World IBD Day 2020

And so once again World IBD is with us once again – so happy 19th May! This years’s theme is Work, which in the current global situation is looking a bit different for many of us. In this post I’m going to share with you some of my work related IBD moments, challenges and successes.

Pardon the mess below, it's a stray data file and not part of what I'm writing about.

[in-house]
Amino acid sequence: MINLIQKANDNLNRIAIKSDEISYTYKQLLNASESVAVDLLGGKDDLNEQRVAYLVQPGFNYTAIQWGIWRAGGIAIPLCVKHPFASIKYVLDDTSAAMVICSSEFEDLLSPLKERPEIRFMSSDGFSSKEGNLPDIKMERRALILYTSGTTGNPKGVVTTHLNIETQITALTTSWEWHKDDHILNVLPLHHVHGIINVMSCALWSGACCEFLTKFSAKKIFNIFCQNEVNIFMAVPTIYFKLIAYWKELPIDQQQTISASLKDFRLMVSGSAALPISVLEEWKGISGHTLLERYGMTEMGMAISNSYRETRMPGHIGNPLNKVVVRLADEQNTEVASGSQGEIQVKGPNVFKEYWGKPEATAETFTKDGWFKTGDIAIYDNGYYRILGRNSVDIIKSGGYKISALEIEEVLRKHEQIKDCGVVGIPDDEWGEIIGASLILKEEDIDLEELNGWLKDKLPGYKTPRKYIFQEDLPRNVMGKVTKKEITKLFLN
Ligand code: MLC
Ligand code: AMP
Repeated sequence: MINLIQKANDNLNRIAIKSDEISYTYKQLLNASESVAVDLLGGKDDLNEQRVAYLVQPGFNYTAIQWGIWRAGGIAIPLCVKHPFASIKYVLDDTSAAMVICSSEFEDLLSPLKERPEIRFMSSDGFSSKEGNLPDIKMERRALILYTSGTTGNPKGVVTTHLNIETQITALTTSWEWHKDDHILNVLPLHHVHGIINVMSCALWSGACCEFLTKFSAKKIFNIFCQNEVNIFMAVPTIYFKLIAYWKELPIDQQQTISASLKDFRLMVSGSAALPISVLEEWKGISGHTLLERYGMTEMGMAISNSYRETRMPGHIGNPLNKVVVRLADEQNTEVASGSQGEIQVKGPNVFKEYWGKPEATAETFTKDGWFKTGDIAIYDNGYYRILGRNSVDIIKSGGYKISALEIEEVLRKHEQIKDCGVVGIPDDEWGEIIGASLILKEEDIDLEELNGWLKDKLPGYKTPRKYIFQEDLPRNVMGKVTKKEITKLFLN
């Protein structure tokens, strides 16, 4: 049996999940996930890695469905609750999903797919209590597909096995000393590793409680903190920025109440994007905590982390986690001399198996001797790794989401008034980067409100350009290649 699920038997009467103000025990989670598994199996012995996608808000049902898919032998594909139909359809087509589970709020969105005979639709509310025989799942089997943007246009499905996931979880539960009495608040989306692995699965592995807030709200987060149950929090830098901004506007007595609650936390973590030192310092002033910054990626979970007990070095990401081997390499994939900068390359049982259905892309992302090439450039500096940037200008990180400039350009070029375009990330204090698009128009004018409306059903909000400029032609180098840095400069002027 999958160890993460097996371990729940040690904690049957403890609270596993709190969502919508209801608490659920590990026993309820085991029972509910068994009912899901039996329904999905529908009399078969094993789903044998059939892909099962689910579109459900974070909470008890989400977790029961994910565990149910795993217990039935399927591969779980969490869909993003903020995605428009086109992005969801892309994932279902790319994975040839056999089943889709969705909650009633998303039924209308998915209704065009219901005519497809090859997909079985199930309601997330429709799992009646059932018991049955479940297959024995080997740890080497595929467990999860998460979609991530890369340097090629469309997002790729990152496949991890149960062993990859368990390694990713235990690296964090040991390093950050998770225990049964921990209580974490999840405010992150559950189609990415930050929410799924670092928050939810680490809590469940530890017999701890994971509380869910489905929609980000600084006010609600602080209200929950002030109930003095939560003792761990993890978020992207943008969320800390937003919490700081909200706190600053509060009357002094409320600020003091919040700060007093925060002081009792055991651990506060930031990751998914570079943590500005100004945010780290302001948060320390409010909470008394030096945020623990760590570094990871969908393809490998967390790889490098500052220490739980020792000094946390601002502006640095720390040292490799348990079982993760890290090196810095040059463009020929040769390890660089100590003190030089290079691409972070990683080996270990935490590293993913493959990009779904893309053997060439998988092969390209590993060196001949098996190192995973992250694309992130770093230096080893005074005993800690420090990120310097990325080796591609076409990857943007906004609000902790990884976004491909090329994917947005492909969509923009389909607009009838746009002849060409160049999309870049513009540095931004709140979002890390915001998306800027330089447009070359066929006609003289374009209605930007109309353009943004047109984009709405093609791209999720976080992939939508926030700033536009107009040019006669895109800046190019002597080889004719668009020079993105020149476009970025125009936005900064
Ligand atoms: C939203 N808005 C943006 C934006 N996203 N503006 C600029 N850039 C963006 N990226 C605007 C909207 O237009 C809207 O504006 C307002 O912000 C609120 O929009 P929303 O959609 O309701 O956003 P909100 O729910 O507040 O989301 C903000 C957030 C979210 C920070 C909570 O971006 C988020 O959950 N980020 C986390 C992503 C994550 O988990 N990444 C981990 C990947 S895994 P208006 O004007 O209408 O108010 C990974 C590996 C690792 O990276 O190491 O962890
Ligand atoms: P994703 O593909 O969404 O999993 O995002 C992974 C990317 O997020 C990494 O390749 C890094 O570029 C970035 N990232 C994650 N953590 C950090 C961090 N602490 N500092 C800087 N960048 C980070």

I was diagnosed with Ulcerative Colitis in 2005. At the time I was self-employed as a drama practitioner and did some office temping too. 3 months later I was beign treated with mesalazine suppositories, but things were getting worse, and one Friday I went to the GP who prescirbed prednisilone foam enemas. That Saturday I took a group of young people to Yprk for the day, and remember spending most of my lunch break in the toilet, sleeping most of Sunday and being taken back to the GP by my mum on Monday and sent to hospital. Various drugs were tried but I ended up hacvign an emergency colectomy, with a lenghty recovery period following the laperotomy (mid-line incision) and adapting to my ilesotomy. I wasn’t able to work, and was in recepit of what was the time called incapacity benefit for around 3 months. I still lived with my parents, and once I had recovered I was able to gain my first full time youth work post in Peterborough. Adjusting to a job with unsocial hours and work in schools where toilets had to be located and used at set times made having the bag interesting, but not too much of a hassle. I did an occasionall bag change at work, and don’t remember having any major leaks at work.